Compared with other primates, childbirth is remarkably difficult in humans because the head of a human neonate is large relative to the birth-relevant dimensions of the maternal pelvis. It seems puzzling that females have not evolved wider pelvises despite the high maternal mortality and morbidity risk connected to childbirth. In this talk, I will discuss hypotheses for why evolution has not resolved this “obstetric dilemma”. I will present some new results indicating that there was adaptation to a certain degree: The dimensions of head, stature, and pelvis in a human body are linked in a complex way that was not recognized before and that contributes to ameliorate this tight fit. We found that females with a large head possess a birth canal that is shaped in a way to better accommodate large-headed neonates. I will furthermore discuss patterns of allometry and sexual dimorphism in the human pelvis as well as some unexpected interpopulation differences.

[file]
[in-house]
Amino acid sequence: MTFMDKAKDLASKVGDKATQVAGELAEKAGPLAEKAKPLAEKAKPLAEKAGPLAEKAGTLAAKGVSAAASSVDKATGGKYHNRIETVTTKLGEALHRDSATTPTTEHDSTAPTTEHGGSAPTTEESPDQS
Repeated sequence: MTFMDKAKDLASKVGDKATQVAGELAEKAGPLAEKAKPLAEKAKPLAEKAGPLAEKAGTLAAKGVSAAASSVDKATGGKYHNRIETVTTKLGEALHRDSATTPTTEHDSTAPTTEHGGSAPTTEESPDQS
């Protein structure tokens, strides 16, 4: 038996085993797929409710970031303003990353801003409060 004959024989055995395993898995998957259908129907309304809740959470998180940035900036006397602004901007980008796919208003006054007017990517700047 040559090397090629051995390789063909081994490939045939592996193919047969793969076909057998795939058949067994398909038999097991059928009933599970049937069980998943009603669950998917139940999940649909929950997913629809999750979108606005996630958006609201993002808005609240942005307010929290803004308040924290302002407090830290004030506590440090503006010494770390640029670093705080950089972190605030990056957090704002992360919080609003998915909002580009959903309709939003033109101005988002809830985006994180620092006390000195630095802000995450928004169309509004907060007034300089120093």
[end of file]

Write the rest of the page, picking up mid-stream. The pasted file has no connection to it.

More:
Barbara Fischer is a postdoctoral fellow at the KLI since October 2015. She studied Mathematics and Biology at the University of Vienna, and then went on to pursue a PhD in theoretical biology at the University of Bern in Switzerland on the evolution of phenotypic plasticity. During her PhD studies she was also a research assistant at the International Institute of Applied systems analysis (IIASA) in Laxenburg. During her first post-doc at the University of Oslo she continued to work on topics in evolutionary theory and soon developed a specific interest in understanding how adaptation and constraint interplay in determining how phenotypes evolve. Her current main research interests revolve around the evolution of the human pelvis. She applies both theory and empirical approaches using morphological data in this work.